Twisted Bilayer Graphene in Commensurate Angles Abstract: Graphene is an exciting new two-dimensional material. Though it was considered theoretical for a long time, it was isolated about 20 years ago. Since then, it has drawn much attention due to its numerous exciting properties. More recently, it was discovered that when twisting two layers of graphene with respect to each other, at certain angles called "magic angles", exotic transport properties emerge. The primary tool for studying this thus far is the famous Bistritzer-MacDonald model, which relies on several approximations. This work aims to build the first steps in studying magic angles without using this model. Thus, we study a model for TBG without the approximations mentioned above in the continuum setting, using two copies of potential with the symmetries of graphene, sharing a common origin and twisted with respect to each other (so-called TBG in AA stacking). We describe the angles for which the two twisted lattices are commensurate and prove the existence of Dirac cones for such angles. Furthermore, we show that for small potentials, the slope of the Dirac cones is small for commensurate angles that are close to incommensurate angles. This work is the first in a series of works to build a more fundamental understanding of the phenomenon of magic angles. In this talk, I will introduce the main phenomena of twisted bilayer graphene and state our main results. |
October 29 | Kévin Le Balc'h (Sorbonne University) |
Quantitative unique continuation for real-valued solutions to second order elliptic equations in the plane. Abstract: In this talk, I will first present the Landis conjecture on exponential decay for solutions to second order elliptic equation in the Euclidean setting. While for complex-valued functions, the Landis conjecture was disproved by Meshkov in 1992, the question is still open for real-valued functions. I will present one way to tackle the conjecture, due to Bourgain and Kenig, that consists in establishing quantitative unique continuation results. Previous results in the two-dimensional setting by Kenig, Sylvestre, Wang in 2014 and more recently by Logunov, Malinnikova, Nadirashvili, Nazarov in 2020 will be recalled and explained. Then, the goal of the talk will be to prove that the qualitative and quantitative Landis conjecture hold for real-valued solutions of the Laplace operator, perturbed by lower order term, in the plane. The talk would be based on a joint work with Diego A. Souza (Universidad de Sevilla). |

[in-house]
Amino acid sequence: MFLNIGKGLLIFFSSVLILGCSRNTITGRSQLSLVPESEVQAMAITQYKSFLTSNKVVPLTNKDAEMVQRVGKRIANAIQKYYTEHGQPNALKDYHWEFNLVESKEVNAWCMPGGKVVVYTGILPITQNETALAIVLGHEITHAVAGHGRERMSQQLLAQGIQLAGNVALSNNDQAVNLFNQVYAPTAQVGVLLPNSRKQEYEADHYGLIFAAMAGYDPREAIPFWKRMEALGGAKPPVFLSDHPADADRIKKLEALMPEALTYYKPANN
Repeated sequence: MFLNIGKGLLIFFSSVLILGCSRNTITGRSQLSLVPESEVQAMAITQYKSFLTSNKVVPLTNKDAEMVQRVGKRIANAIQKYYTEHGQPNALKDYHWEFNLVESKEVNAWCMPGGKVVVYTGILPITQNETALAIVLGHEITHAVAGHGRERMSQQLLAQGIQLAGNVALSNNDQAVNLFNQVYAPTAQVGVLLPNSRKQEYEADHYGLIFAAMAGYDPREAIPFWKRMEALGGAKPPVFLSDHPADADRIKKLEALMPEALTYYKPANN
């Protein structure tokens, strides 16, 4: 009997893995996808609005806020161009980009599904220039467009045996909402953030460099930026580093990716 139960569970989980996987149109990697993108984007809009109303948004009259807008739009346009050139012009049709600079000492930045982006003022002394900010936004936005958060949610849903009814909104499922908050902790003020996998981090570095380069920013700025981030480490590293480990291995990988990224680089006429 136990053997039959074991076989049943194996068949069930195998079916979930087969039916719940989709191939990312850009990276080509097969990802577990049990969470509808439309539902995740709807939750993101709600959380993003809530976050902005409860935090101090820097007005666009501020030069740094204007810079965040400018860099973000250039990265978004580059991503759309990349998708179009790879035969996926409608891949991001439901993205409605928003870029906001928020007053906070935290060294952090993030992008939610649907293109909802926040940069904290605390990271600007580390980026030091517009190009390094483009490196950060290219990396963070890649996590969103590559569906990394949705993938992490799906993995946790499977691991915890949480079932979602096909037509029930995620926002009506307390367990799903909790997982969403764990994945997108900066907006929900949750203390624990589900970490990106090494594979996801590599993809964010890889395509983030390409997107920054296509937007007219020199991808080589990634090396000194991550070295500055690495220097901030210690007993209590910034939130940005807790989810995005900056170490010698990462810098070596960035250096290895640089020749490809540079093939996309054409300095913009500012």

November 12 | Aria Halavati (NYU) |
Decay of excess for the abelian Higgs model Abstract: Entire critical points of the abelian Higgs functional are known to blow down to generalized minimal submanifolds (of codimension 2). In this talk we prove an Allard type large-scale regularity result for the zero set of solutions. In the "multiplicity one" regime, we show the uniqueness of blow-downs and classify entire solutions in low dimensions and minimizers in all dimensions; thus obtaining an analogue of Savin's theorem in codimension two. This is based on a joint work with Guido de Philippis and Alessandro Pigati. |
November 19 | Shaomin Guo (University of Wisconsin) | |
November 26 | Rachel Greenfeld (Northwestern University) | |
December 3 | Robert Schippa (University of California, Berkeley) |
Quantified decoupling estimates and applications Abstract: In 2004 Bourgain proved a qualitative trilinear moment inequality for solutions to the Schrödinger equation on the circle and raised the question for quantitative estimates. Here we show quantitative estimates. The proof combines decoupling iterations with semi-classical Strichartz estimates. Related arguments allow us to extend Bourgain’s -well-posedness result for the periodic KP-II equation to initial data with negative Sobolev regularity. One key ingredient are Strichartz estimates, which follow from a novel decoupling inequality due to Guth-Maldague-Oh. The latter part of the talk is based on joint work with Sebastian Herr and Nikolay Tzvetkov. |
December 10 | Vadim Semenov (Brown University) | |
December 17 | Alex Cohen (MIT) |